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Murdoch corruption scandal back in the news

October 24, 2013

By Ryan Chittum

The Murdoch hacking scandal is back in the news after a bit of a respite.

Next week, Rebekah Brooks, Rupert Murdoch’s right-hand woman and a central figure in News Corp.’s hacking and bribing culture and in the ham-handed coverup, will go on trial for bribing public officials, phone hacking, and obstruction of justice. Alongside her will be former top Murdoch editor and David Cameron spokesman Andy Coulson, who epitomized the corrupt relationship between News Corp. and the British government, and Glenn Mulcaire, who hacked phones for the News of the World and whose silence was bought by the company when the hacking scandal began coming to light.

Rebekah Brooks

Rebekah Brooks

Brooks could presumably bring the House of Murdoch down if she felt it best served her own interests. It’s worth noting, though, that she too was paid off by Murdoch when defenestrated—with $18 million. But pass the popcorn.

In the meantime, NPR’s David Folkenflik is out with a well-timed book on Murdoch. I haven’t had time to read it yet, but it’s made news on a couple of fronts.

First, “Murdoch’s World” reports that Murdoch’s top men at The Wall Street Journalstymied the paper’s coverage of the unfolding hacking scandal story in the summer of 2011.

Folkenflik reports of “stories that were blocked, stripped of damning detail or context, or just held up in bureaucratic purgatory” and notes that the London bureau of the WSJ, still stocked with pre-Murdoch veterans waged a fierce battle against Managing Editor and Murdoch yacht buddy Robert Thomson, who was intent on squashing original reporting that could raise problems for News Corp.

 Andy Coulson

Andy Coulson

That’s not a surprise if you were reading your Audit back in July and August of that year, much less in 2009. But it’s as close as we’ve gotten to concrete evidence that it was a conscious editorial decision.

The Journal’s coverage of the hacking story was embarrassingly stunted in the first several weeks of the world-shaking scandal. On the day after the Milly Dowler bombshell broke, the paper stuffed a wire brief on A11 with the headline “U.K. Tabloid Accused of Hacking Girl’s Phone.” It followed the next day with a workmanlike story on B1, but dropped it below the fold.

The WSJ’s first major contribution to the hacking story was a piece a month later—that fingered, based on flimsy evidence and without talking to the alleged briber, News UK rival the Sunday Mirror for a minor instance of alleged police bribery more than a decade. I hit my old paper at the time and got perhaps the most livid complaint call I’ve ever gotten, from a WSJer whom it was clear was under tremendous pressure at the time. Now we know the backstory.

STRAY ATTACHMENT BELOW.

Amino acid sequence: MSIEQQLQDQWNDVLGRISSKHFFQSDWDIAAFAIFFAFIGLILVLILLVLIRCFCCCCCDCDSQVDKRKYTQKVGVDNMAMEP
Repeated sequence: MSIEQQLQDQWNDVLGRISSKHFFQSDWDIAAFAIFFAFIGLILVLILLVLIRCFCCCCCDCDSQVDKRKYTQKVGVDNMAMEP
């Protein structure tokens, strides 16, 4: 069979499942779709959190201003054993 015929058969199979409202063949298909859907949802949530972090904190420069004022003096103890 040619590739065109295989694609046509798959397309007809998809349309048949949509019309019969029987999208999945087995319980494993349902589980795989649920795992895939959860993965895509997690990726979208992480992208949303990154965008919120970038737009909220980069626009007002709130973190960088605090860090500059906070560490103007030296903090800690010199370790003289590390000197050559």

Folkenflik also reports that Murdoch’s flacks at Fox News descended into industrial-scale sockpuppetry in comment sections of posts critical of Fox:

Fox PR staffers were expected to counter not just negative and even neutral blog postings but the anti-Fox comments beneath them. One former staffer recalled using twenty different aliases to post pro-Fox rants. Another had one hundred. Several employees had to acquire a cell phone thumb drive to provide a wireless broadband connection that could not be traced back to a Fox News or News Corp. account… “Even blogs with minor followings were reviewed to ensure no claim went unchecked.”

Another long-held suspicion confirmed.

Now, British investigative site ExaroNews, has more bad news for News. This summer, Exaro got hold of a tape of Murdoch’s meeting with beleaguered Sun journalists last year that showed him admitting he had known about his papers’ bribes culture for decades. The tapes showed the old man has learned almost nothing from the last two years of scandal. In addition to his “everybody knew it” admission, he trashed Scotland Yard, and promised jailed Sun journalists “support.”

“I’m not allowed to promise you – I will promise you continued health support – but your jobs. I’ve got to be careful what comes out – but frankly, I won’t say it, but just trust me.”

 Read more at the Columbia Journalism Review.


From → Analysis, Commentary

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